This article argues that reading Transformation today may help us understand the limits of liberal constitutional imaginary, on which Transformation builds and which it helped to establish in the 1990s. Now, when ‘Western liberalism’ is on retreat, such critical reading may be indispensable for those who look for alternatives.

The article is structured as follows: Part 2 brielfy defines the concept of ‘constitutional imaginary’. Part 3 provides a brief genealogy of Transformation and offers a critical reading of the whole essay, which prepares grounds for Part 4, where Transformation’s constitutional imaginary based on liberal-legalist ideology combined with a communitarian utopia is outlined. It is shown how each of them contradicts the other, but at the same time, how none can exist without the other. Part 5 reveals what Transformation (and its imaginary) hides from sight: how its rendering of European integration’s history, reduced to the narrative of Europe’s founding fathers’ reflective choice for Europe, and the ignorance of political economy, overlooks the complex and complicated histories of the states that came to form the Union. The conclusion finally connects these findings to the current issues facing the EU and liberal constitutionalism as such.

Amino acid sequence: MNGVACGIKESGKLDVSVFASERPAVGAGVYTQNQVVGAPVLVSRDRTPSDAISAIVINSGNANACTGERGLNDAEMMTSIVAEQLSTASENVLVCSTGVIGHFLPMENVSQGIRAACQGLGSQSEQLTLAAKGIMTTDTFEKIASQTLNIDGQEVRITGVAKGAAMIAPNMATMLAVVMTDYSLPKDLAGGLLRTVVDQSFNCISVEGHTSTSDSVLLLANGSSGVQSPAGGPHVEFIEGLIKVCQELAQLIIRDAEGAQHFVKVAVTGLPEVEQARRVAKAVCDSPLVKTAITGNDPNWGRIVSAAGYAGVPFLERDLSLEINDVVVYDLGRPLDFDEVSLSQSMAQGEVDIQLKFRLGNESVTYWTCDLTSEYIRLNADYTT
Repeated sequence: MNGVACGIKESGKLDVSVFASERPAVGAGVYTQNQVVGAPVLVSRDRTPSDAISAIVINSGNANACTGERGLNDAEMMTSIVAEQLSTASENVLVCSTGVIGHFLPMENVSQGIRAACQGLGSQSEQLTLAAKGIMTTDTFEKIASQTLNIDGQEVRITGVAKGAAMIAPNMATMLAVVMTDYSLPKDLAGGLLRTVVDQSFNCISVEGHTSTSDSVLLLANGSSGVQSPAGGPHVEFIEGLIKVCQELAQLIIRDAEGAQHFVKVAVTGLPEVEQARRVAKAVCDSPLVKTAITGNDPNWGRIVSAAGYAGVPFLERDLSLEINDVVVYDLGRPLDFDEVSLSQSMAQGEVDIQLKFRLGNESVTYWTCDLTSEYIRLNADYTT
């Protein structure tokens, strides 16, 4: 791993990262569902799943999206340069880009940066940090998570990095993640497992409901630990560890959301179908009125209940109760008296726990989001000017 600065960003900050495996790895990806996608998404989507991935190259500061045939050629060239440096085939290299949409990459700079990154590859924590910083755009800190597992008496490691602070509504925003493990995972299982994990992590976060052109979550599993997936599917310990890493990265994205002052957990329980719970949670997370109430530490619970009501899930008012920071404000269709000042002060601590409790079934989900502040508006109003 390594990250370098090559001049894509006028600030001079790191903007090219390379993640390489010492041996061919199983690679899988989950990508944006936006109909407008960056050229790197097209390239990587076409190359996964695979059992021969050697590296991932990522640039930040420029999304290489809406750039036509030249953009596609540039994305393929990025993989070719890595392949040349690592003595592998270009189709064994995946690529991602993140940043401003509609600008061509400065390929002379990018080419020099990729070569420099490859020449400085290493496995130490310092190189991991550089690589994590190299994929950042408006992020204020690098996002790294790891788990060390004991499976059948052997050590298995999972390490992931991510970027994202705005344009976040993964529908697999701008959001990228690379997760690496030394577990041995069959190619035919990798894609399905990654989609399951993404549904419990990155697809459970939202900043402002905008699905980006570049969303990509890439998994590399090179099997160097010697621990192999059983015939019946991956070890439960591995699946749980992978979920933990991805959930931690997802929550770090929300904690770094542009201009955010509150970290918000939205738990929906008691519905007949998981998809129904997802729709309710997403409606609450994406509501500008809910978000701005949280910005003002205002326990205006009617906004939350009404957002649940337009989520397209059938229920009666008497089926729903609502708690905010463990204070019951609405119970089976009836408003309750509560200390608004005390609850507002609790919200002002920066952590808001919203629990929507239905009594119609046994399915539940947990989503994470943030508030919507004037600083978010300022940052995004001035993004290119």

You can download the working paper at the SSRN.